Dallas Fort Worth International Airport (DFW) handled record volumes of cargo last year as it breached the 1m tons milestone for the first time.
DFW said the record volumes were driven by shifts in the global supply chain, including a shift from ocean to airfreight due to port congestion.
The previous record of 972,000 tonnes was achieved in 2019 before volumes backed down to around 880,000 tonnes in 2020 as a result of the pandemic.
The airport has also been investing in digitalisation to “streamline processes and gain efficiencies, avoiding the congestion seen at other major air cargo gateways”.
“A key component in DFW’s strategy is to invest in systems that accelerate digitalization of the cargo ecosystem, including the DFW Cargo Cloud,” the airport said.
“The DFW Cloud is an open-architecture digital data-sharing platform that allows cargo community members to seamlessly and securely exchange data, reduce paperwork and facilitate efficient transactions and handoffs between partners.”
The airport has also introduced a slot booking application for trucks to speed up drop-offs and pick-ups for truckers and reduce congestion.
The airport is also investing in infrastructure and later this year work will start on two new air cargo buildings offering an additional six aircraft parking spaces.
Target verticals include e-commerce, perishables, and pharmaceutical/life sciences products.
John Ackerman, executive vice president of global strategies, said: “With the development of new airside cargo facilities and infrastructure, and with an ideal, mid-continent geographic location that allows our customers to reduce transit times and increase speed and efficiency, DFW is poised for future growth.”
Earlier this month, the airport won a new freighter service from Silk Way West Airlines.
DFW-hubbed American Airlines has also seen its volumes continue to recover following the pandemic.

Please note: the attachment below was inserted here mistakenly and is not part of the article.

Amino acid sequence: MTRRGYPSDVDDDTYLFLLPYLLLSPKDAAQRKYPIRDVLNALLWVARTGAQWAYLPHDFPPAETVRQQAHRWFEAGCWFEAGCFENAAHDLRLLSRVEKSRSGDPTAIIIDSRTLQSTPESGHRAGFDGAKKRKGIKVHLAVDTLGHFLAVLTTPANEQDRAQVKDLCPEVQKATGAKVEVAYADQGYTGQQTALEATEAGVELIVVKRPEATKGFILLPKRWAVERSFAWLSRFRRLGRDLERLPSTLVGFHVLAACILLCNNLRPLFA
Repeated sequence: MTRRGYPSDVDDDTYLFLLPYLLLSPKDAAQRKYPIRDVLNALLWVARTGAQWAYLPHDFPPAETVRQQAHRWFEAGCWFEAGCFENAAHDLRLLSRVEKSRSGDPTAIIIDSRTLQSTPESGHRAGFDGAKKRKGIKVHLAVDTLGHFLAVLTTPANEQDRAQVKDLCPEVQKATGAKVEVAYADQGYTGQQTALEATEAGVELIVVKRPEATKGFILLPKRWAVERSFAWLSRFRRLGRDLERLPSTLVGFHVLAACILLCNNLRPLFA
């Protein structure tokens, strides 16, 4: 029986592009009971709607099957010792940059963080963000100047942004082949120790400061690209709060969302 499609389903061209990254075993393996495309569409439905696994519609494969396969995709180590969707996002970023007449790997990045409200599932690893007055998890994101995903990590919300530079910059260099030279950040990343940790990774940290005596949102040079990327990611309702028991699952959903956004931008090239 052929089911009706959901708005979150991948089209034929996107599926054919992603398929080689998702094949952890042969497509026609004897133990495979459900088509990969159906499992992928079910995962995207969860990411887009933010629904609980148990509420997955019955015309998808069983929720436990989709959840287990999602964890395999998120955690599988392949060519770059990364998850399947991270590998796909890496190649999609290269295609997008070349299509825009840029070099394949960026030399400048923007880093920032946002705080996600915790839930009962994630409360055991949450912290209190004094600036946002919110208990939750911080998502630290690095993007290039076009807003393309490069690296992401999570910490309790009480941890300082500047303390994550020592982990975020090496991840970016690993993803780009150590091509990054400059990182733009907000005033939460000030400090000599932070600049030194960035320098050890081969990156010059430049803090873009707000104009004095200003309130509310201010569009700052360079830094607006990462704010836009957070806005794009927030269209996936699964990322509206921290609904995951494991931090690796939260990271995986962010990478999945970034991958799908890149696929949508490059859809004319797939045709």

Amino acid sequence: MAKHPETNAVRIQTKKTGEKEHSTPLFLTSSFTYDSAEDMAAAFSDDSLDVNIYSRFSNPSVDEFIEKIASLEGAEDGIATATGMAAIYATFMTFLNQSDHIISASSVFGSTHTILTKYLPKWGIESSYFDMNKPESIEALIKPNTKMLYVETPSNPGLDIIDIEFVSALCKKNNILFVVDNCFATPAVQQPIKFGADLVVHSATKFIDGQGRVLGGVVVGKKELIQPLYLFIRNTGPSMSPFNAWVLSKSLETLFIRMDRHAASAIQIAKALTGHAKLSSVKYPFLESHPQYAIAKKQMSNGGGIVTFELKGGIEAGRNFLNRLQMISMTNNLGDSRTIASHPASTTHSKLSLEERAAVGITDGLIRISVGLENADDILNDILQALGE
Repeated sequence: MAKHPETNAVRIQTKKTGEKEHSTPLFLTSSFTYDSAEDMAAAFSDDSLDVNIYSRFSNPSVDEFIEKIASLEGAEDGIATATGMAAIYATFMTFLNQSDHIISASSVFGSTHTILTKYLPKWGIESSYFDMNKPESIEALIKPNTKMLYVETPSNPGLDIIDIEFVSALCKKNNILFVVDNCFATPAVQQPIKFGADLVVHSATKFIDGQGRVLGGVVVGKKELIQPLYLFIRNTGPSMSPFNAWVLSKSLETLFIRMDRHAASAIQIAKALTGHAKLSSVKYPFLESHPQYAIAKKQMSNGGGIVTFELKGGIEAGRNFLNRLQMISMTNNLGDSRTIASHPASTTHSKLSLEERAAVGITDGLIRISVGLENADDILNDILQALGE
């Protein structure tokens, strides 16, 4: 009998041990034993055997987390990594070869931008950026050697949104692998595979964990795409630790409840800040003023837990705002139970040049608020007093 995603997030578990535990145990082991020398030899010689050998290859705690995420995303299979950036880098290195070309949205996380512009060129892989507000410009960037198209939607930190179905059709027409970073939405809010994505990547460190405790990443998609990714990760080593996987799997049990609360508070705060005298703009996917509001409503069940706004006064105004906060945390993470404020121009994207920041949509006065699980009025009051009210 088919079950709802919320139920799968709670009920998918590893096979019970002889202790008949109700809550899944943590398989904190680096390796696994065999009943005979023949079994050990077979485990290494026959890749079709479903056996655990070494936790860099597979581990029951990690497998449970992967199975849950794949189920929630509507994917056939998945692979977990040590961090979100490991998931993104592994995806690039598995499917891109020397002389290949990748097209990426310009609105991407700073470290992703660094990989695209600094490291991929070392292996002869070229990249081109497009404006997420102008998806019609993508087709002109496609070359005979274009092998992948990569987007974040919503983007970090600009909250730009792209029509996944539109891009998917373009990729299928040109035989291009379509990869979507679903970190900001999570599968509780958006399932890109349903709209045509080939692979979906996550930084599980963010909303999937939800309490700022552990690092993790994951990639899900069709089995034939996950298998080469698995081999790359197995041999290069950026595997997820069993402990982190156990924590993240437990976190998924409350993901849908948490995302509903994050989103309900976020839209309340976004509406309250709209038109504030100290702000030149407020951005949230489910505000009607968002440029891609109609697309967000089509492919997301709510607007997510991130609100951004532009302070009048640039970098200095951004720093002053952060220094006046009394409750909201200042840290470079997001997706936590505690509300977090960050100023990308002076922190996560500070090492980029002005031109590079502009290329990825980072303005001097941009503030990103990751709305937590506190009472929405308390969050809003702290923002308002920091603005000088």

In an interview with Air Cargo News late last year, Ackerman said that the airport had taken the strategic approach of developing infrastructure itself rather than relying on third parties, as is often the case at US airports, in order to get a more balanced mix of cargo companies operating at the airport.
“That will be our model going forward,” said Ackerman. “We are doing that because we want a good mix of handlers, perishable facilities, ramp space, all the things you need to make a proper cargo community.”
Ackerman said the airport is well positioned to reach a large swathe of the US population.
He pointed out that Dallas is the fourth largest metropolitan area in the US – and the fastest growing – and has a catchment area of 30m people.
“If you are an airline, forwarder or handler you are making long-term bets and you have to choose carefully where you make investments.
“We can show them that we are where it is happening – the net migration of our country is heading for the Sun Belt region of the US and we are at the centre of the Sun Belt.”
He says that traditionally cargo is brought into the country through coastal ports and airports, but these hubs often suffer with congestion.
“For e-commerce that is the strategy we are pursuing, overfly the coast and bring it into DFW.”